Using an established financial formula, we calculated that, if the risk premium fell to its proper level -- around the same as bonds -- the stock market, as represented by the Dow, would go to about 36,000.

While Dow 36,000 was often criticized for puffing up the tech bubble, the stocks we highlighted in our book were mainly boring, value-oriented securities. Our reasoning was that, if the entire market is cheap for long-term investors, why take the extra risk of speculating in a go-go firm without any earnings?

The Keepers

In the book, we cited 15 specific stocks as good investments. Our preference was for businesses that had a strong, defensible market niche and a history of generating lots of cash. Kevin and I have monitored an imaginary, equally weighted portfolio of these 15 stocks, and throughout the past five years, it has consistently beaten the S&P 500 benchmark. From October 29, 1999, when Dow 36,000 was published, through September 30 of this year, the portfolio rose a total of 17%, compared with a loss of 12% for the S&P 500.

The list includes such superb companies as Cintas, which rents and sells work uniforms; Johnson & Johnson, health products; Wells Fargo, finance; Tootsie Roll Industries, candy; and Gillette, shaving, batteries and toothbrushes. There were only two tech companies, Microsoft and Cisco; their prices have declined in the past five years, of course, but I still like them. In fact, there is not a single stock among the 15 that I would drop from the portfolio.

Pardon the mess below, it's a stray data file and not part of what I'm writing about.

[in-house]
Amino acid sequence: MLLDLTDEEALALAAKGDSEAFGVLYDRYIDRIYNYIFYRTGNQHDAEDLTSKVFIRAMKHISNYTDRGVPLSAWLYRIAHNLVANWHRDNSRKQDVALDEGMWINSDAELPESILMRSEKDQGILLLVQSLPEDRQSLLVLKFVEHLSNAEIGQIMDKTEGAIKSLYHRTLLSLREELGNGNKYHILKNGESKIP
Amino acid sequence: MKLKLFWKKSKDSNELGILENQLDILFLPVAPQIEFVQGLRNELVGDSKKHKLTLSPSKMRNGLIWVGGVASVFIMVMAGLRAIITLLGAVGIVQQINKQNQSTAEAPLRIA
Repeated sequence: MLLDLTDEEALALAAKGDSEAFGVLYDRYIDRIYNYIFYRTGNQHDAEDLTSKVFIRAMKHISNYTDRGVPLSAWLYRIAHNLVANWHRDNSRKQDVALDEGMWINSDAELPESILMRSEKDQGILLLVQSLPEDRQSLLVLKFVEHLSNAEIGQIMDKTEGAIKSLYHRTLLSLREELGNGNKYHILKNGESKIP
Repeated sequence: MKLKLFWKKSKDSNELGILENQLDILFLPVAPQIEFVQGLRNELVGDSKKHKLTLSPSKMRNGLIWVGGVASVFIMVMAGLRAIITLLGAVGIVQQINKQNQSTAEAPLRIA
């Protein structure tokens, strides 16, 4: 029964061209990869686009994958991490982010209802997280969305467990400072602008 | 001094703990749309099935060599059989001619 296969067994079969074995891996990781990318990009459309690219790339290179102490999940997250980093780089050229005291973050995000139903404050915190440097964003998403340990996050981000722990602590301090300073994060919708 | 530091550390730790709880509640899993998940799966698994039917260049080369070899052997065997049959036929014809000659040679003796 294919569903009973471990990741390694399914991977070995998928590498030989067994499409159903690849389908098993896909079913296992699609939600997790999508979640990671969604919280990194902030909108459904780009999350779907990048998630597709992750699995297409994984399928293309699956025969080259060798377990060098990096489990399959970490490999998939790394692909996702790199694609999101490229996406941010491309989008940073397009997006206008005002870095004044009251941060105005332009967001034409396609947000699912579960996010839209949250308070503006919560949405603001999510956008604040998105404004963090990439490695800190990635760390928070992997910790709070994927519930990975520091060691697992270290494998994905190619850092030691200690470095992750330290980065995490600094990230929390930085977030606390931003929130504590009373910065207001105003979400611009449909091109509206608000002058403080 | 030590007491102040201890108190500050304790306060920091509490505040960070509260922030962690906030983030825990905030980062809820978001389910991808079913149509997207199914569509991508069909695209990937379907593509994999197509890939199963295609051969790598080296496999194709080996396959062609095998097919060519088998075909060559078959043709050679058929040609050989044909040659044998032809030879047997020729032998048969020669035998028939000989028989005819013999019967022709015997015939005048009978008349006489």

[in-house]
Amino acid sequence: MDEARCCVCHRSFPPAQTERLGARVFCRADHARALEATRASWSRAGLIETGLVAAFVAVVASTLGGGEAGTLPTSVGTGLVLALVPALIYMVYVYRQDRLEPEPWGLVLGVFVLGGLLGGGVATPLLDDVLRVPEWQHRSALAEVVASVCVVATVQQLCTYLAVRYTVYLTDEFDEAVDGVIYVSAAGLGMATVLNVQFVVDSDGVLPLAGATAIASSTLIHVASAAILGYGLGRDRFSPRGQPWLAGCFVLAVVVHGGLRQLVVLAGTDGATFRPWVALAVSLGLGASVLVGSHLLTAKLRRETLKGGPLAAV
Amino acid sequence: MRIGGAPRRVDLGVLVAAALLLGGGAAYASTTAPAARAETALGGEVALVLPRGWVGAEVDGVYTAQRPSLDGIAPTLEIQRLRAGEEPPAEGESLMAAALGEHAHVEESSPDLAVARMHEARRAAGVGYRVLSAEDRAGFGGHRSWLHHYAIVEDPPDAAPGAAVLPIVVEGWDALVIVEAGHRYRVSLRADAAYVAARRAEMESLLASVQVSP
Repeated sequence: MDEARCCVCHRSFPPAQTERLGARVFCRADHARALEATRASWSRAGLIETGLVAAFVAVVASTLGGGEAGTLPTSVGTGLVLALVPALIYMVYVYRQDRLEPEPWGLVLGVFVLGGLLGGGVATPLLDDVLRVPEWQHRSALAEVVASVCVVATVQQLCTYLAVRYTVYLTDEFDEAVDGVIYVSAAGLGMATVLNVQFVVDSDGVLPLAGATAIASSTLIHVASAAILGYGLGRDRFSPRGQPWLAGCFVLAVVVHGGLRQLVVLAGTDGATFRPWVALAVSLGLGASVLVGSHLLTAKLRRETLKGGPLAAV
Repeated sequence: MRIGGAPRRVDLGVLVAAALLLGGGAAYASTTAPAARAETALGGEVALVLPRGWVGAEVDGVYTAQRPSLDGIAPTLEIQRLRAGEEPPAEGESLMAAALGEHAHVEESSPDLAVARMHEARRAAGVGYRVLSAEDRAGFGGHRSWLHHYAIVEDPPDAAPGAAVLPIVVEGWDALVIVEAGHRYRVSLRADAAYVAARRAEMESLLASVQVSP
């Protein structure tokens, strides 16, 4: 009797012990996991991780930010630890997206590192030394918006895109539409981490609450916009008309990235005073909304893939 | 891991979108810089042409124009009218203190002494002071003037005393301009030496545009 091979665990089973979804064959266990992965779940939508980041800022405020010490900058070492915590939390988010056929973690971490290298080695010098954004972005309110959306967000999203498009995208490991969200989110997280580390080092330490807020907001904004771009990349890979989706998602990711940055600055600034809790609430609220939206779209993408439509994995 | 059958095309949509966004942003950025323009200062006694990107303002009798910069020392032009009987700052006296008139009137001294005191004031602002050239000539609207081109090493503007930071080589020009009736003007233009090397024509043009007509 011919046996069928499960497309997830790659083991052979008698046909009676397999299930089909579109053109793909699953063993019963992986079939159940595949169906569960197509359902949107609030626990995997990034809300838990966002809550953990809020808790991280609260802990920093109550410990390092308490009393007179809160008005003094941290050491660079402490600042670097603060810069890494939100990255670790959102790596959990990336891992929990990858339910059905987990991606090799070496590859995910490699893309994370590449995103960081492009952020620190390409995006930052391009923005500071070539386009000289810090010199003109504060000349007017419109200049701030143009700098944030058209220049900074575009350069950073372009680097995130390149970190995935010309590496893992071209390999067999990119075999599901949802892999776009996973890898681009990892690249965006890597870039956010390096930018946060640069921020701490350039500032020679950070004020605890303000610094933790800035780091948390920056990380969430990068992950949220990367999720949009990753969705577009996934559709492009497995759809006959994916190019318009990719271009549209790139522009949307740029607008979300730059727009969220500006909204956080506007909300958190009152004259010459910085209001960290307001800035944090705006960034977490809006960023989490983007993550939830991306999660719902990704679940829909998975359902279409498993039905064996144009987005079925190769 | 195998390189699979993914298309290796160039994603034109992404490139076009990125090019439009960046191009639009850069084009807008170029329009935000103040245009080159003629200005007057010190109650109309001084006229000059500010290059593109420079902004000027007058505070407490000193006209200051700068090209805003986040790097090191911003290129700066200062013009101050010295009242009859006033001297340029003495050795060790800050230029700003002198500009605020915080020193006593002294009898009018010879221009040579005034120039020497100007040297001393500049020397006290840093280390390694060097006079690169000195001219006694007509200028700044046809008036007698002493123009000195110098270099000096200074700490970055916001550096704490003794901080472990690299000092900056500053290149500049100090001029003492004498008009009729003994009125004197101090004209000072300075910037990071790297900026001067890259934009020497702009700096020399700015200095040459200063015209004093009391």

A good example of a Dow 36,000 stock is RPM International, which makes protective coatings like Rust-Oleum. It's a boring business, but very profitable. "Has the market rewarded RPM for consistent growth? Not nearly enough," we wrote in 1999. Since then, including dividends, the stock has returned 78% -- our second-biggest winner after Landauer, a maker of radiation detectors. RPM still appears a bargain, with a dividend yield of 3.2% and a price-to-earnings ratio of 14.

From 777 in August 1982, the Dow rose to 5117 in 1995 and 10,000-plus in 1999. There, however, it has stalled. Why? Mainly because earnings fell, thanks to the tech bubble, the recession, the attacks of 9/11 and the overzealous political reaction to corporate accounting scandals. Again, I think this setback is temporary. The fact that risk premiums have stayed relatively low and P/E ratios have been robust is evidence that the Dow 36,000 theory remains intact. As the economy continues its recovery, stock prices should get back on their upward track.

Do I have any regrets about the book? Well, yes. The title. Kevin, a distinguished economist who had served with the Federal Reserve, suggested that we should have called it A Treatise on the Declining Equity Risk Premium. Maybe something in between.

A version of this article appeared in Kiplinger's